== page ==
The EU has continually failed to achieve these deals mostly because they require the consent of 28 separate EU countries, all of which are lobbying for different, and often contradictory special interests. The EU’s ridiculous Directives also limit the scope of potential trade deals. By insisting goods conform to certain, unnecessarily complicated, standards, the EU alienates potential trade partners. This all means it will continue to restrict opportunities for the EU when it comes to negotiating any deals in the future.
An independent Great Britain will not suffer from these complicated restrictions as we will be free to negotiate our own terms in our own time, and for our benefit – not 27 other Member States.
In his press conference after meeting with Brexit Secretary, David Davis on Monday, the EU’s Chief Negotiator, Michel Barnier, talked of the United Kingdom outside the Customs Union, facing “unavoidable” barriers to trade. This throws the entire negotiation over a Free Trade Agreement into doubt, as the EU attempts to use bullying tactics to get its own way. The UK must prepare to walk away from the EU without a deal, and the Government must stand firm against capitulating to the EU’s demands.
Without a Free Trade Agreement between the EU and the UK, trade would seamlessly transition into World Trade Organisation rules. As Kwasi Kwarteng, Parliamentary Private Secretary to Philip Hammond pointed out, tariffs on most goods are quite low, averaging less than 3% under this system.
What Kwarteng failed to mention however, is these very proposed tariffs would apply both ways! Not only would the UK have to pay to export, but so too would the EU.
Professor Minford has also predicted the UK would gain billions of pounds in tariff revenues if imposed on EU exporters operating under WTO rules, because the EU sells more to us than we sell to them. It would be outrageous for the British Government to consider paying for access to a market in which we are running a trade deficit!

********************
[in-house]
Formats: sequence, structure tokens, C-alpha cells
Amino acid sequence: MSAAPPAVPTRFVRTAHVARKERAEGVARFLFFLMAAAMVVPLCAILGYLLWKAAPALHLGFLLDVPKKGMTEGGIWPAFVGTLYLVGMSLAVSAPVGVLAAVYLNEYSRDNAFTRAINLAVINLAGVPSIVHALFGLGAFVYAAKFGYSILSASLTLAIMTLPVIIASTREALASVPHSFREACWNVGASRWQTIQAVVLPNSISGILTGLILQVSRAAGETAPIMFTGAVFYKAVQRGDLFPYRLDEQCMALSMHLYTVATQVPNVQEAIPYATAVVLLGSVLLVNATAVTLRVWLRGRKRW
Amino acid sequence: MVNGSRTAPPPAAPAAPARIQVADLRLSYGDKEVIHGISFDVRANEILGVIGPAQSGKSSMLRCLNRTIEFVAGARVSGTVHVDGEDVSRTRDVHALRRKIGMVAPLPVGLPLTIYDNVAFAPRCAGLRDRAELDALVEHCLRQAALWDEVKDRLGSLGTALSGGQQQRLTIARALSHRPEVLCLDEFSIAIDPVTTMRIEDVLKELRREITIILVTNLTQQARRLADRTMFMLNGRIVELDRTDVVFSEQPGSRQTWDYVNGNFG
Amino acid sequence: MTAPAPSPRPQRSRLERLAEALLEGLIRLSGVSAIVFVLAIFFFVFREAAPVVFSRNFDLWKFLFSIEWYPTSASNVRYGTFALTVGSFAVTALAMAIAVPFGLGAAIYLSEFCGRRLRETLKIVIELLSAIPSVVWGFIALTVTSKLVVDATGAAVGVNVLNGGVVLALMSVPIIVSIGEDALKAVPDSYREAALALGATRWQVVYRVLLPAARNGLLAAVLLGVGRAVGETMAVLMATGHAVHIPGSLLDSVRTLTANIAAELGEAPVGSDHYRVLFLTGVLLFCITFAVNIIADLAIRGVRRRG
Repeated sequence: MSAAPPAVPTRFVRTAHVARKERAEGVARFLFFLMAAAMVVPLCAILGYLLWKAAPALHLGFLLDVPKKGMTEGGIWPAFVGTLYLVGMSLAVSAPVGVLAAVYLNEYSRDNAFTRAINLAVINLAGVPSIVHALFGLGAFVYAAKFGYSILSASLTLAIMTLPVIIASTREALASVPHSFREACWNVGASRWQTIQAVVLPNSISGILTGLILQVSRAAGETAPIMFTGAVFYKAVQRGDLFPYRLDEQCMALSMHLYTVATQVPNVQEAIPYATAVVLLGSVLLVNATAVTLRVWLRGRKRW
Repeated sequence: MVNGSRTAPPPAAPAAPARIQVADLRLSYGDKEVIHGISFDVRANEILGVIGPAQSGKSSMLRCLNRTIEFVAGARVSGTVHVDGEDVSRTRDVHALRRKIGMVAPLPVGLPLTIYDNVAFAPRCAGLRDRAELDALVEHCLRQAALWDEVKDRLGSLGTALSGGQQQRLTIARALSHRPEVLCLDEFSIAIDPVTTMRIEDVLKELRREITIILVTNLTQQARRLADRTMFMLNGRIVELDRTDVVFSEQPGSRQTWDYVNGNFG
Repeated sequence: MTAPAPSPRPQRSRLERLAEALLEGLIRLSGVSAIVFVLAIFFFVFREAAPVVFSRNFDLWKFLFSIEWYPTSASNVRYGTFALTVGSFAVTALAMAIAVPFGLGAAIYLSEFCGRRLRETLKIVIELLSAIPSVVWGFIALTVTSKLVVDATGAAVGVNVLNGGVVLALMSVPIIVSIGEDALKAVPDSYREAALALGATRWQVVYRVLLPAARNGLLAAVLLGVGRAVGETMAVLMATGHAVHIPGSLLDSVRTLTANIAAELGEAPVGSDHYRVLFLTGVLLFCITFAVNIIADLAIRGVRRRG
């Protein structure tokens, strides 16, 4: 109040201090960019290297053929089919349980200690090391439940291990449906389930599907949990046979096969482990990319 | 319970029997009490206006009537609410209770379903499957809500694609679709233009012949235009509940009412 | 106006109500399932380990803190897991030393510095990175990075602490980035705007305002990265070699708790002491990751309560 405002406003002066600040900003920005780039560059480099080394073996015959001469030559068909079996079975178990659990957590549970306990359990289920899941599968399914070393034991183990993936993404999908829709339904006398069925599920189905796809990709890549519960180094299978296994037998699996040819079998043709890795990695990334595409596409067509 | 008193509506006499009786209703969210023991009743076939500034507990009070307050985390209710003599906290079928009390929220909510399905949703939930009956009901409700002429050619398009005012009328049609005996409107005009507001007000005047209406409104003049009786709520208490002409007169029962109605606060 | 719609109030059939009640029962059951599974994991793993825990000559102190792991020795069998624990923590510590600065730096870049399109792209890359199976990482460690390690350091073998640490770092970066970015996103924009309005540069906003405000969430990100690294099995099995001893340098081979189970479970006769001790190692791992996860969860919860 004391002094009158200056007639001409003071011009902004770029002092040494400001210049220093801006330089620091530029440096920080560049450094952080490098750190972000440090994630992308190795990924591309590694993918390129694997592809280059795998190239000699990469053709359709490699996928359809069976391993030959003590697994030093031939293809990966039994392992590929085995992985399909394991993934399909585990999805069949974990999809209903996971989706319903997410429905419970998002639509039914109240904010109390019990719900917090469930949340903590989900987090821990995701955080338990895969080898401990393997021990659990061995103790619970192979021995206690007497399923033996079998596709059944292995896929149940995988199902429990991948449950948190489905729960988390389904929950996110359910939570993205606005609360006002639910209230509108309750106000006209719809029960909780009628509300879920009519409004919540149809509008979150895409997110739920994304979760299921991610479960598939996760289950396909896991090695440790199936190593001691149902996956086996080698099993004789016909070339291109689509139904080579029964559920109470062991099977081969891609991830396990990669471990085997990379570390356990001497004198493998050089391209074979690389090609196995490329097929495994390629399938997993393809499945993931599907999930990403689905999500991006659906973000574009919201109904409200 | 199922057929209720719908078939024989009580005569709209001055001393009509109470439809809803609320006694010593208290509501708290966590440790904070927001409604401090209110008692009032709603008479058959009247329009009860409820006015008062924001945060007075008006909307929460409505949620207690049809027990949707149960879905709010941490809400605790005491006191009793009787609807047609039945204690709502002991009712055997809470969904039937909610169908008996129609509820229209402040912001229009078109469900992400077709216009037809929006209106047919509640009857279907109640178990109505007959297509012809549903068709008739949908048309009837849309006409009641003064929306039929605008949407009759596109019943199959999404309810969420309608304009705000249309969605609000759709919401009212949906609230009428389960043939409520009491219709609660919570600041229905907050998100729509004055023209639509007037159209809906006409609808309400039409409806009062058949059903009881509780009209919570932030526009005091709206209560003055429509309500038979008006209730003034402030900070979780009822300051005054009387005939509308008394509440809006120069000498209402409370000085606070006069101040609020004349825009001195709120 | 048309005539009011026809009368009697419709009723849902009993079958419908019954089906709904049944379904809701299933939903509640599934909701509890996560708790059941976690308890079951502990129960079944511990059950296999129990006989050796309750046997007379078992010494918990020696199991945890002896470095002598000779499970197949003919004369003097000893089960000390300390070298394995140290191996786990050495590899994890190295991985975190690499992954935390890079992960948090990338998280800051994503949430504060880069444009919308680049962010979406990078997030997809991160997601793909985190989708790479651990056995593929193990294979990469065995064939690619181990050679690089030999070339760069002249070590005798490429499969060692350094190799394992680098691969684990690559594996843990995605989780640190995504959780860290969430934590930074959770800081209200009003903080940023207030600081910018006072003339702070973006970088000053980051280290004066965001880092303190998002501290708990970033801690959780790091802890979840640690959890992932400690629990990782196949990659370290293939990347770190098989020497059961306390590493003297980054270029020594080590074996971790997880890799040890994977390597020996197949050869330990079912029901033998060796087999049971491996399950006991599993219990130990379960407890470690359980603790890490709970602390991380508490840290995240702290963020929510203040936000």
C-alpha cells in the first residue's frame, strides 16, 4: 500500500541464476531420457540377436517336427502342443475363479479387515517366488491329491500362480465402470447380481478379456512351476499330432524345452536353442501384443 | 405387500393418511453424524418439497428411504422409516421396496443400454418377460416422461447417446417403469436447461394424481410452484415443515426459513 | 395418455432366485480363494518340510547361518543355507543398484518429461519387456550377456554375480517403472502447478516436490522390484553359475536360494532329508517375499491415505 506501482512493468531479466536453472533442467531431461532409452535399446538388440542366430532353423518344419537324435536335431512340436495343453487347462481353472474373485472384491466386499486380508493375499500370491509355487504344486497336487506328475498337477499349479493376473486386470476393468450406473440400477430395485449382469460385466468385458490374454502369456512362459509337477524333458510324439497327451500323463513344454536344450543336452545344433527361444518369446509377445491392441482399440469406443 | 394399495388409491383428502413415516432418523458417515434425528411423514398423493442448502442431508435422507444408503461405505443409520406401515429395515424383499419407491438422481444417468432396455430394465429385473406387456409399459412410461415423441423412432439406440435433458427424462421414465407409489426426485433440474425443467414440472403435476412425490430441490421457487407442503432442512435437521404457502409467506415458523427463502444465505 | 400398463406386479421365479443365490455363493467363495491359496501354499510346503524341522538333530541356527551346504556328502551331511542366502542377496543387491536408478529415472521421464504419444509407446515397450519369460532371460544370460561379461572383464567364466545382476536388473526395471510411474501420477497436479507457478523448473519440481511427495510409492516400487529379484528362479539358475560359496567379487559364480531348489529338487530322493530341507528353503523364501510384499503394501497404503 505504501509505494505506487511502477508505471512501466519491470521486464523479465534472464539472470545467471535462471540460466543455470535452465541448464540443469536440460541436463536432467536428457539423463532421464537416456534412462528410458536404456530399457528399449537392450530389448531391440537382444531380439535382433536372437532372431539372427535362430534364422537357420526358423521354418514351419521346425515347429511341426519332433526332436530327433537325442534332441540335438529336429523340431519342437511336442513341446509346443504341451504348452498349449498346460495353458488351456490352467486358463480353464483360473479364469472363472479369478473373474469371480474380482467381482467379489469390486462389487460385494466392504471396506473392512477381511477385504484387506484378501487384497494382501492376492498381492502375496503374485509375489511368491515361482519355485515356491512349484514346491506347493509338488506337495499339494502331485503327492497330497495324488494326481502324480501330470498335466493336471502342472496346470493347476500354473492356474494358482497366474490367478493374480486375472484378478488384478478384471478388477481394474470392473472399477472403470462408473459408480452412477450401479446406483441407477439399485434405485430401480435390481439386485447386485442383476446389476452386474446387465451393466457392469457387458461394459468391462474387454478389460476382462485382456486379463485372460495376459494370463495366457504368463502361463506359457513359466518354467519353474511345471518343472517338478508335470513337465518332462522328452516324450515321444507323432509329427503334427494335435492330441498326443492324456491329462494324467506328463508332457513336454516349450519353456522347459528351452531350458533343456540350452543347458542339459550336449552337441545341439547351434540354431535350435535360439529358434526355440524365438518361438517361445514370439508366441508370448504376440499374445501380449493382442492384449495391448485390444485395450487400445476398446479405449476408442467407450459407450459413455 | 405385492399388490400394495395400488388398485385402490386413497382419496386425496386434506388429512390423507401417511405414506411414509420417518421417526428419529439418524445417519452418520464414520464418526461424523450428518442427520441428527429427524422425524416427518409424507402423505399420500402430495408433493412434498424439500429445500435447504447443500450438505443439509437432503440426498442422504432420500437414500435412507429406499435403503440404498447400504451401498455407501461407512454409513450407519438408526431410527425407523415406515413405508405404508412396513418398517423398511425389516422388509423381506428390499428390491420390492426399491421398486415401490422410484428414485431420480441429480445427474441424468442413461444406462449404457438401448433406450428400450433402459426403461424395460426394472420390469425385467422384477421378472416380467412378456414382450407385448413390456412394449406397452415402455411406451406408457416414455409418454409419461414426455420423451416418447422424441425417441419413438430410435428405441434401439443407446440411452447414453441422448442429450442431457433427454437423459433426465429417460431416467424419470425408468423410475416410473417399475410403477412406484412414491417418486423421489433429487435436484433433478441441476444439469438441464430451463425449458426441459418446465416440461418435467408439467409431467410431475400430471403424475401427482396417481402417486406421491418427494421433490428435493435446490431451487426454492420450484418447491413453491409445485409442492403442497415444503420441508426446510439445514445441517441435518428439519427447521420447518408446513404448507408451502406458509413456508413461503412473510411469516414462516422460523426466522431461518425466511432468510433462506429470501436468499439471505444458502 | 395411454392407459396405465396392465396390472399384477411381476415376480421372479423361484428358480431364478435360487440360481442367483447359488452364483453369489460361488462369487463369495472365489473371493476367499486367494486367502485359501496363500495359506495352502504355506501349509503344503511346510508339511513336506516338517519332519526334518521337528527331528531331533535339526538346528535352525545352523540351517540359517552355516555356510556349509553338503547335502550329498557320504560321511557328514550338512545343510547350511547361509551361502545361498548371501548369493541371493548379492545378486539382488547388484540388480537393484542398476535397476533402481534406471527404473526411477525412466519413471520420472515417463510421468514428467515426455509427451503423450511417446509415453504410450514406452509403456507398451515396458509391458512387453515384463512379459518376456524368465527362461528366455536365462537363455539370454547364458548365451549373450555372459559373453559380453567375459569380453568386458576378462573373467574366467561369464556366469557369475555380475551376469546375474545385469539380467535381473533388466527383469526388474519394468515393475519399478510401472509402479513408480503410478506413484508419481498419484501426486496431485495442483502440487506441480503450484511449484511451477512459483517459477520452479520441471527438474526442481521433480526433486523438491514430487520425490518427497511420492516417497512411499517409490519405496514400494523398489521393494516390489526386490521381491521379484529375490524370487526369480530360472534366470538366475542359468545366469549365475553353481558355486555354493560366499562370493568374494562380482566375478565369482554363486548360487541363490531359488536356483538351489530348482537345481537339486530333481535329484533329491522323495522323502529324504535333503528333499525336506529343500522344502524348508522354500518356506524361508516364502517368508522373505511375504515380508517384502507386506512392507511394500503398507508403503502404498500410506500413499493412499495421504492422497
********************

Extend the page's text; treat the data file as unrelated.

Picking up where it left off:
And on the asinine point that without being in the Customs Union we’d face mile long lorry queues at Dover, this is nothing more than propaganda and a continuation of Project Fear. Even if we revert to WTO rules, and tariffs need to be collected, this can easily be done online, as it is in fact done at the moment – within the existing tax system.
Customs officers are as likely to inspect every container or truck’s inventories to check the correct tariffs have been paid, as HMRC are to send officers to every single corner shop in the UK to ensure VAT is paid on all transactions! Like VAT, external audits are far more likely to be used in the majority of cases.
While Downing Street’s comments on Sunday were welcome news, as Brexit supporters are by now very aware, the Government is not above going back on its word. In order to actually Get Britain Out of the EU, we must Leave the Customs Union – whatever it may come to be called. A Customs Union by another name would simply be a Customs Union through the back door. By demonstrating an inability to formulate an independent trade policy – and the inevitable continued subjugation to the European Court of Justice – would be completely unacceptable to the United Kingdom.
Daniel Huggins is a Research Executive at cross-party grassroots campaign Get Britain Out